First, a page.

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Hacking a Cheap PIR Motion Sensor

by Pete McCollum

Saipan59@juno.com

I recently found that some inexpensive IR "Security Lights" can be easily interfaced to small microcontrollers. The problem with some models is that they operate on voltages that are not commonly found in small microcontrollers. Also, the one or two chips found on the PC board are often marked with proprietary numbers, so it's difficult to understand how it works.

During a recent trip to Wal-Mart, I bought a Regent model MS20 "Motion Activated Security Light" for only $9. It is the cheapest model I have seen, and it is easy to modify for microcontroller use. It has no sensitivity control, and it has a slide switch to select the time-delay when the light turns on. In the "test" mode setting, the unit stays on for about 4 seconds, and it ignores the presence or absence of daylight (in the normal mode, it only turns on when it is dark).

Opening the case, you will find a single PC board about 2" square. It includes the PIR (Pyroelectric Infra Red) sensor, a CdS photocell, a relay, miscellaneous small components, and an industry-standard LM324 quad op-amp. The circuit is intended to be connected directly to the 115 VAC line, so it has some simple circuitry to convert the high-voltage AC down to low-voltage DC. The circuit needs two DC voltages: 24 volts to operate the relay and some of the electronics, and about 5 volts for the remainder. If the relay is eliminated from the circuit, it turns out that the remainder will work just fine on 5 volts only.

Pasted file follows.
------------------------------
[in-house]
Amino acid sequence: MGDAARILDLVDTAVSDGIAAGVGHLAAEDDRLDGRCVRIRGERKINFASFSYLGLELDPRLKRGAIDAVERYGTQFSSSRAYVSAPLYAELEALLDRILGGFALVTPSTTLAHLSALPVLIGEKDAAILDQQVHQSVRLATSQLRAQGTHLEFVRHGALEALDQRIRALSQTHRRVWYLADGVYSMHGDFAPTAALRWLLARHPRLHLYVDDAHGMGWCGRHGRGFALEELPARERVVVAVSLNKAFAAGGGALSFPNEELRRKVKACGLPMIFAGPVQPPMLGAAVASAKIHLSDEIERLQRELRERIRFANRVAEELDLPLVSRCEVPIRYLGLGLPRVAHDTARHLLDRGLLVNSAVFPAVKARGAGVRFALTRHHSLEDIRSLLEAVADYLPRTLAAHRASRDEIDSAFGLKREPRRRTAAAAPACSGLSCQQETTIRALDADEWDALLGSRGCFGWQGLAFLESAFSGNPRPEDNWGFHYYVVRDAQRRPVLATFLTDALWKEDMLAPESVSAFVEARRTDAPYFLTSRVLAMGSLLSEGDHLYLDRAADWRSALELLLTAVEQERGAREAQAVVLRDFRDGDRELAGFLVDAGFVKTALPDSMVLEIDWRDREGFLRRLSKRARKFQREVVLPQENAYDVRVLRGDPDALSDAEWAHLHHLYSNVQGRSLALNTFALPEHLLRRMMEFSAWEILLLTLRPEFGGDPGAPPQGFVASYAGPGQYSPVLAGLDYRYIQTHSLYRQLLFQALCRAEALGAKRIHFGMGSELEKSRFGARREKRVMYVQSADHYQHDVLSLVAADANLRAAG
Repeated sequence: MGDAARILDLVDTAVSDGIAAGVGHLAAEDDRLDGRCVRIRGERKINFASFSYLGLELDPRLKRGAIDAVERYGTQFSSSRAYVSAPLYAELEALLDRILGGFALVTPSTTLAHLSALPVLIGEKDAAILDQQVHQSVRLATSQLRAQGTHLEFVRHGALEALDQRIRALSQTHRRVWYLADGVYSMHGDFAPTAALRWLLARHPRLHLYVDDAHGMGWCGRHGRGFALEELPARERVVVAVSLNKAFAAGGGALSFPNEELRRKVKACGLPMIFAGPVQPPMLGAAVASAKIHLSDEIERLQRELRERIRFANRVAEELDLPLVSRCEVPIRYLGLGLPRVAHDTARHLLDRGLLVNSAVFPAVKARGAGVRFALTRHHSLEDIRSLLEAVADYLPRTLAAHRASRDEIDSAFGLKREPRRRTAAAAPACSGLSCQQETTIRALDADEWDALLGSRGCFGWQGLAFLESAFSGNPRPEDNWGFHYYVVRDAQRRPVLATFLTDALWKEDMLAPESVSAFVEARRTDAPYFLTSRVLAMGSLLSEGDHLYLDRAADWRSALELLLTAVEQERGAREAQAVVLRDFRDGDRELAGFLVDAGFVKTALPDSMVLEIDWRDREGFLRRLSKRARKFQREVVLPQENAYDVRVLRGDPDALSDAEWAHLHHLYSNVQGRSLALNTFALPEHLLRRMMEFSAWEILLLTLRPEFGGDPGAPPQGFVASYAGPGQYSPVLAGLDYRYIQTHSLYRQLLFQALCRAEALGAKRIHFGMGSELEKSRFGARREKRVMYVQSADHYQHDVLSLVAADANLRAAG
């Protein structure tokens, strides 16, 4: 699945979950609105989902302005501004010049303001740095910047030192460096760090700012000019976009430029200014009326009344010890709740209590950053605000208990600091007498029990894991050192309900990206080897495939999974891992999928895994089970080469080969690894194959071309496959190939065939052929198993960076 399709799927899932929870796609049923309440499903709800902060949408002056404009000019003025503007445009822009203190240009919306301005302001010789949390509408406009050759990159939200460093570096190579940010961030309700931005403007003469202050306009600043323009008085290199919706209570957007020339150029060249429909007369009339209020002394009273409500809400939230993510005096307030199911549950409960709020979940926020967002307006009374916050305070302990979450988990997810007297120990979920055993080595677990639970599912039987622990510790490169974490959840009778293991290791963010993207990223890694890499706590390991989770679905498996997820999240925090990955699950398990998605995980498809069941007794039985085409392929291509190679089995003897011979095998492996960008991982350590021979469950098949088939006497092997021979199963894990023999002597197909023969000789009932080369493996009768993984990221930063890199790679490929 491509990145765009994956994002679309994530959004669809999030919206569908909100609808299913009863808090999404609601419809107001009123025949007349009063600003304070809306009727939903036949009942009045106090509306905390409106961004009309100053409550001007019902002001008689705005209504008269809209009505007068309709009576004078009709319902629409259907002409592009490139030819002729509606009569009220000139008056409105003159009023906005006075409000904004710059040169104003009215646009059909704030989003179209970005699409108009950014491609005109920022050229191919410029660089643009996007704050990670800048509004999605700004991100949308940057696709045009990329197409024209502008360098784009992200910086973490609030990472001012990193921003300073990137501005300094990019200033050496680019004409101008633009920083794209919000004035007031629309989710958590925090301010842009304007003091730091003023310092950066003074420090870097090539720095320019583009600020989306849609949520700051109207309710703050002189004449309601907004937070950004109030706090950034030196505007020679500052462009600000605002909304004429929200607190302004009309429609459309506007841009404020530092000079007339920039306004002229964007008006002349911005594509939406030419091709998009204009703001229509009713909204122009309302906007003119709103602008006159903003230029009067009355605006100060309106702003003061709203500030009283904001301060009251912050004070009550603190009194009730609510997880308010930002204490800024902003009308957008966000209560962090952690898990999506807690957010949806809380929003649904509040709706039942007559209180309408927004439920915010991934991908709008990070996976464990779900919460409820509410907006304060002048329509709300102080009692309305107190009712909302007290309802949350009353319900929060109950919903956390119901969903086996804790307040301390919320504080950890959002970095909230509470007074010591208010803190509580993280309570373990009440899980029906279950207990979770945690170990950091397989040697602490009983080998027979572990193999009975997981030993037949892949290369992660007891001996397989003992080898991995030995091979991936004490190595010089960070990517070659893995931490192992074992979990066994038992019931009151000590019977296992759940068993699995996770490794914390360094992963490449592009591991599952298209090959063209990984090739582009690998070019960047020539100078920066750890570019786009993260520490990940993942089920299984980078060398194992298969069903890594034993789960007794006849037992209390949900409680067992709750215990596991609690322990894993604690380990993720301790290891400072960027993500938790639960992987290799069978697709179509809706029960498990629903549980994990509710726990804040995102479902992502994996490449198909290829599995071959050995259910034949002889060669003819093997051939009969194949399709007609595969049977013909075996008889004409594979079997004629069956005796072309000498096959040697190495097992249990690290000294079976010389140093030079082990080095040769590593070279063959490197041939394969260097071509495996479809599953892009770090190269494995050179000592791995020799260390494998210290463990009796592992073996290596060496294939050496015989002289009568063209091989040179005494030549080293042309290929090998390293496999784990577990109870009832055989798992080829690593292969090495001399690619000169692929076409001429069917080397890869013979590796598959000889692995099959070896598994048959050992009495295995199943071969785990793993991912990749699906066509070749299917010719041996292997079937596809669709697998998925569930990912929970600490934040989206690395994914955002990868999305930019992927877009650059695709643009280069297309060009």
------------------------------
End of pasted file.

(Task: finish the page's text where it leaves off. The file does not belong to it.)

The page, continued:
I made the following changes:

The output is active-low, so can be easily connected to a microcontroller's interrupt line. Since the output will stay low for about 4 seconds, you might want to connect it to an edge-sensitive input, rather than a level-sensitive input. Or, by further modifying the circuit, it should be possible to reduce the 4 second delay to a shorter interval. The PIR sensor is in a round transistor-style case, so it's field of view can be reduced by mounting a tubular "blinder" on it. For a wider field of view, use the plastic Fresnel lens that is part of the original plastic case.

I've only just begun experimenting with the modified sensor, but it will clearly be a cheap and simple way to add another type of sensing to my current robot project.